A radical change occurred in the operation and structure of the American businesses in the late nineteenth – early twentieth century. Before 1870 an average factory had no more than $1,800 in investment, and even textile factories held investments under a million dollars. Subsequent decades saw the surge in mergers and acquisitions, and a flow of rapid consolidation of capital. Most of this process occurred because of vertical and horizontal integration.

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In this period companies usually grew in consequence of vertical and horizontal integration. Vertaical integration meant the combination of different stages in the process of production and distribution. For example, U.S. Steel combined several processes: it extracted ore from the ground, carried out its transportation to the mills where U.S. Steel transformed it into steel and produced finished goods, and then undertook the shipment to wholesalers. A large meat packing house like Swift or Armour bred cattle, slaughtered it, transported it to a trading outlet and then acted as a wholesaler.
Horizontal integration envisaged the production of a wide array of products and moving into related business fields. For example, unlike companies focused on a single product like cast iron or nails,  U.S. Steel in the 1850s offered its clients a broad assortment of metal goods.
Vertical integration, despite possibly high initial outlays and possible problems in exiting the arrangement, generates distinct benefits for the organization. First of all, expansion of business offers significant economies of scale. The most viable source of economies of scale is the possibility to spread fixed costs over a greater number of output units, for example to use the same premises for manufacturing a greater number of goods. As a production unit grows, the company is able to realize synergies, that is, eliminate redundant operations and lay off extra workforce. Although socially painful, layoffs allow the company to concentrate its resources on the key areas, enhancing the productivity of its employees.
Economies are also achieved through reduction of purchasing and selling costs that result from the realization of synergies in these operations. For example, the company only has to spend on one marketing campaign promoting the company’s corporate image as opposed to the two campaigns that were previously realized by two separate entities.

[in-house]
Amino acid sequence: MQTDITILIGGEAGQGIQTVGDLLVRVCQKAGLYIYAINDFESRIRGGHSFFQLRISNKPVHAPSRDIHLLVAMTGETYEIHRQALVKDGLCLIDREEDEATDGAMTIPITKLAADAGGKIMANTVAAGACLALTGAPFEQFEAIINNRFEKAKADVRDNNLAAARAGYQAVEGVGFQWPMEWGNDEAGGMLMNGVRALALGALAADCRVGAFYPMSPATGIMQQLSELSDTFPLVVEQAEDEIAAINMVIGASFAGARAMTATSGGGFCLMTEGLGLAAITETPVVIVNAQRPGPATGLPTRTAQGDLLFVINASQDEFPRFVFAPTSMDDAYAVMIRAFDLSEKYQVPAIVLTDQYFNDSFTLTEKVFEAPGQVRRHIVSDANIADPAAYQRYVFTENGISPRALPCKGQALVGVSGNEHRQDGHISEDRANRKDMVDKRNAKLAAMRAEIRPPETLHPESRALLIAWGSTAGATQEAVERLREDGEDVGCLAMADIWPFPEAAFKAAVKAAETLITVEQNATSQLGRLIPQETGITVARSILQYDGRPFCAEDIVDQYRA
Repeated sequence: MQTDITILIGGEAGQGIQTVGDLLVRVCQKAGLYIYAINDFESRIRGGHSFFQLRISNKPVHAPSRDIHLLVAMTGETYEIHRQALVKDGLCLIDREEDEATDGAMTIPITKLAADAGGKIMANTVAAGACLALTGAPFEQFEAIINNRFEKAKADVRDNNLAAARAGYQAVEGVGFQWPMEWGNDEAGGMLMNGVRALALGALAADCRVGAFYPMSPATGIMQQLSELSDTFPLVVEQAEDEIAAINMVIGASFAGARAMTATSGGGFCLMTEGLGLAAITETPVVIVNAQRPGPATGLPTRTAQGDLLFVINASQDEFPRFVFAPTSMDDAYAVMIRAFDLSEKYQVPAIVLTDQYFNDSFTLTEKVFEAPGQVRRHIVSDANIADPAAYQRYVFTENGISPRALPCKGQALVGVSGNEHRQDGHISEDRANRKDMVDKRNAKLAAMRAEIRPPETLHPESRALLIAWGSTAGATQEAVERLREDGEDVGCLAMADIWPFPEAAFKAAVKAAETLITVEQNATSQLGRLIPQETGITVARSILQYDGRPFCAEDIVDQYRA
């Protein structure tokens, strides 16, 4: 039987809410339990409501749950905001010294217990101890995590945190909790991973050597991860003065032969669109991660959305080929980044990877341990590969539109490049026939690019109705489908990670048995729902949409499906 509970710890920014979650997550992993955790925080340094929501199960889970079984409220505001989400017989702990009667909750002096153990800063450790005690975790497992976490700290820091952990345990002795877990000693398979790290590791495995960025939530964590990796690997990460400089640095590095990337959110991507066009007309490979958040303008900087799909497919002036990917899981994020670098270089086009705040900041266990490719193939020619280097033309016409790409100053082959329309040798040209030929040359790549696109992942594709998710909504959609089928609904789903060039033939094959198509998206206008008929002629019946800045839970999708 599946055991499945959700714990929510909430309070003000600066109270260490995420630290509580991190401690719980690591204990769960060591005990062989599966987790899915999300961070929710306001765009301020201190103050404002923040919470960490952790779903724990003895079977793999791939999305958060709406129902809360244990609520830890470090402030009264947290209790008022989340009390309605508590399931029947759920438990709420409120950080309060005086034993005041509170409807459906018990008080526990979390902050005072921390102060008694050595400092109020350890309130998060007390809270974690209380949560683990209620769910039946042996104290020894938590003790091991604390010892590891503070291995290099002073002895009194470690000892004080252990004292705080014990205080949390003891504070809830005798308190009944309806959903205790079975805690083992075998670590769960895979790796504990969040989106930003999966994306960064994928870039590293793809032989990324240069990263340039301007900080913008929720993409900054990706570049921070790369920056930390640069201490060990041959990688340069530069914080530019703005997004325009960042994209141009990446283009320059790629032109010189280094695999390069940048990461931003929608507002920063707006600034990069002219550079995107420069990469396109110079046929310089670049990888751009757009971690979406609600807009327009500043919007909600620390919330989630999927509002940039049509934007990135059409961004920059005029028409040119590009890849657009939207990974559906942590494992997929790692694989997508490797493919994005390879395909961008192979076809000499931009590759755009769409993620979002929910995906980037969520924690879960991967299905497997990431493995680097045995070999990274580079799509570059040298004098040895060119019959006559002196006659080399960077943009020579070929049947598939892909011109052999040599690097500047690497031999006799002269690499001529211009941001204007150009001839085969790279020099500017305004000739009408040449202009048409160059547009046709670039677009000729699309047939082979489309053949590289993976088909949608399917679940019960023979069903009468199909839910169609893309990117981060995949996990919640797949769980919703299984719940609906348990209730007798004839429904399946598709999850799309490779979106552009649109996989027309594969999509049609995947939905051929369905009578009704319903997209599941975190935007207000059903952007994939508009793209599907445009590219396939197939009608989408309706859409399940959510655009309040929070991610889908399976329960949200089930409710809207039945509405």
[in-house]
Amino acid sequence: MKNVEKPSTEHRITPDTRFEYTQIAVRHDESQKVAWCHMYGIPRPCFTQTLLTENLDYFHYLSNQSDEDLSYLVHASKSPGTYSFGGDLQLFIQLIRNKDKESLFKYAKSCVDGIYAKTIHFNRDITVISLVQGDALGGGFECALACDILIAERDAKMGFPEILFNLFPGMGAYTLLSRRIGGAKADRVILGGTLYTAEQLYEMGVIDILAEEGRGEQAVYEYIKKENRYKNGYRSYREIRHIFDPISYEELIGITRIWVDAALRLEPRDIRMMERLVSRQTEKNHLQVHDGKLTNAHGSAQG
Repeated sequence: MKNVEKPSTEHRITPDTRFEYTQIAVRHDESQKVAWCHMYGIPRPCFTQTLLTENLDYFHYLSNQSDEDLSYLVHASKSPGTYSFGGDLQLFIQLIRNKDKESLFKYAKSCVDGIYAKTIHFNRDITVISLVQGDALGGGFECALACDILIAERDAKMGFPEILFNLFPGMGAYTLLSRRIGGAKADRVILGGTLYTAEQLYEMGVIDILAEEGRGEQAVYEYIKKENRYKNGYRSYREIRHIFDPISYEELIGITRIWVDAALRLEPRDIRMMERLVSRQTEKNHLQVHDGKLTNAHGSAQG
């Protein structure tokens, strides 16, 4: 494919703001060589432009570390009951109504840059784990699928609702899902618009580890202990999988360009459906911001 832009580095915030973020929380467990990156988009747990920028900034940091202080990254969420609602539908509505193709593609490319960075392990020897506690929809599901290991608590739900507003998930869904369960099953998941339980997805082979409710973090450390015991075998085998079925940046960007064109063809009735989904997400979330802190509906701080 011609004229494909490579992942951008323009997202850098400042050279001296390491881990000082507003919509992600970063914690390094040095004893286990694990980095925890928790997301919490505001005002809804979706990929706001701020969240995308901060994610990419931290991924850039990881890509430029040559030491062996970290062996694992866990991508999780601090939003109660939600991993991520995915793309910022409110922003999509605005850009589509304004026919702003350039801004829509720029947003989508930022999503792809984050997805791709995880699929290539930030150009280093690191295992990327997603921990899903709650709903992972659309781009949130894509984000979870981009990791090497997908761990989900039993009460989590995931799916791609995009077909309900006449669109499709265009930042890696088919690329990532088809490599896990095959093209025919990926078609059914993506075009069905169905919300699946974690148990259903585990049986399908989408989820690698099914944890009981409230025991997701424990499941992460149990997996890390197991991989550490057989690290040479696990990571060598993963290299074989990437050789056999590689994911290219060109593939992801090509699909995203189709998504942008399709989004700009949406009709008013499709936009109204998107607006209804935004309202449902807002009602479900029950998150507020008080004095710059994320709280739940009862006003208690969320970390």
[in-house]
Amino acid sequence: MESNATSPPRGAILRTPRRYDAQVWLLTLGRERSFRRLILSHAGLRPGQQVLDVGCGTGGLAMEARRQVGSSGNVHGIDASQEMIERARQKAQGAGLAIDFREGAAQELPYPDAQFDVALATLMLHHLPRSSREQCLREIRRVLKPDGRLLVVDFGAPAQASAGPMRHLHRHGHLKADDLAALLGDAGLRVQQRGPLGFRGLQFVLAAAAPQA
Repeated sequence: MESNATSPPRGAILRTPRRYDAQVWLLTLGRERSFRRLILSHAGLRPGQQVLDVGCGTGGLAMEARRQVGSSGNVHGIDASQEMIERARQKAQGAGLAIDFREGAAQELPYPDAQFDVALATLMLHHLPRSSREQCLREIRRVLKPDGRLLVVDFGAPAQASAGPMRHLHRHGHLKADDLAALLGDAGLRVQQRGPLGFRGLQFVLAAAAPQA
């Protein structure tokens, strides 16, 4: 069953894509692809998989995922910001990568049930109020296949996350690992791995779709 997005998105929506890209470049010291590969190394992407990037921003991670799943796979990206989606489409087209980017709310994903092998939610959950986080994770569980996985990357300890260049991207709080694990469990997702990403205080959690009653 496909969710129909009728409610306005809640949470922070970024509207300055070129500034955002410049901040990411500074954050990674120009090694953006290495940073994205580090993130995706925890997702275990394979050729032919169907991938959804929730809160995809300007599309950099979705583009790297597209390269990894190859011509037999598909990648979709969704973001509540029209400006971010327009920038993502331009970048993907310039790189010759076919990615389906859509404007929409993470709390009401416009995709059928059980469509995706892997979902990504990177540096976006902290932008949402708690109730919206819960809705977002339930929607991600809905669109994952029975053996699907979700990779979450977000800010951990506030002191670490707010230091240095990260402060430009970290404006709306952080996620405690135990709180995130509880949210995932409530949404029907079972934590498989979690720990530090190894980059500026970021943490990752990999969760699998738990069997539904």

Besides, through vertical integration the organization is able to advance coordination of its functions and capabilities, enabling better communications between parts of the whole.
The company that absorbs other businesses to embrace the whole process can benefit from the realization of the economies of speed. Economies of speed mean that the product can move quickly from the input to output, thus increasing the throughput of the manufacturing process. Time previously wasted on negotiations of orders and management of a long stream of supplies is now freed up, and the speed of production increases.
If the company owns and uses proprietary technology, vertical integration allows it to protect this know-how as information stays within the company and will not be lost through sharing it with outside sources.  
Horizontal integration also enables the company to realize economies of scale, contributing to the bottom line. Even if products are diverse, the company can still eliminate some of the technical functions, such as human resource management, security, etc.
Besides, a company that absorbs other entities that produce related products will be able to accumulate greater market power. The organization will be able to offer its customers a wider range of products and in this way become better known to its customers. More often than not, a company that has made a reputation with one or several successful products will be able to sell other products to customers who already have a positive perception of the quality and value associated with this company.
To sum it up, there were viable grounds for 19th- early 20th century companies to integrate both vertically and horizontally. One of the main driving forces behind production consolidation was the realizations of economies of scale and speed, achieved through better coordination of activities, lower transportation costs and realization of synergies. —————————————————————————–
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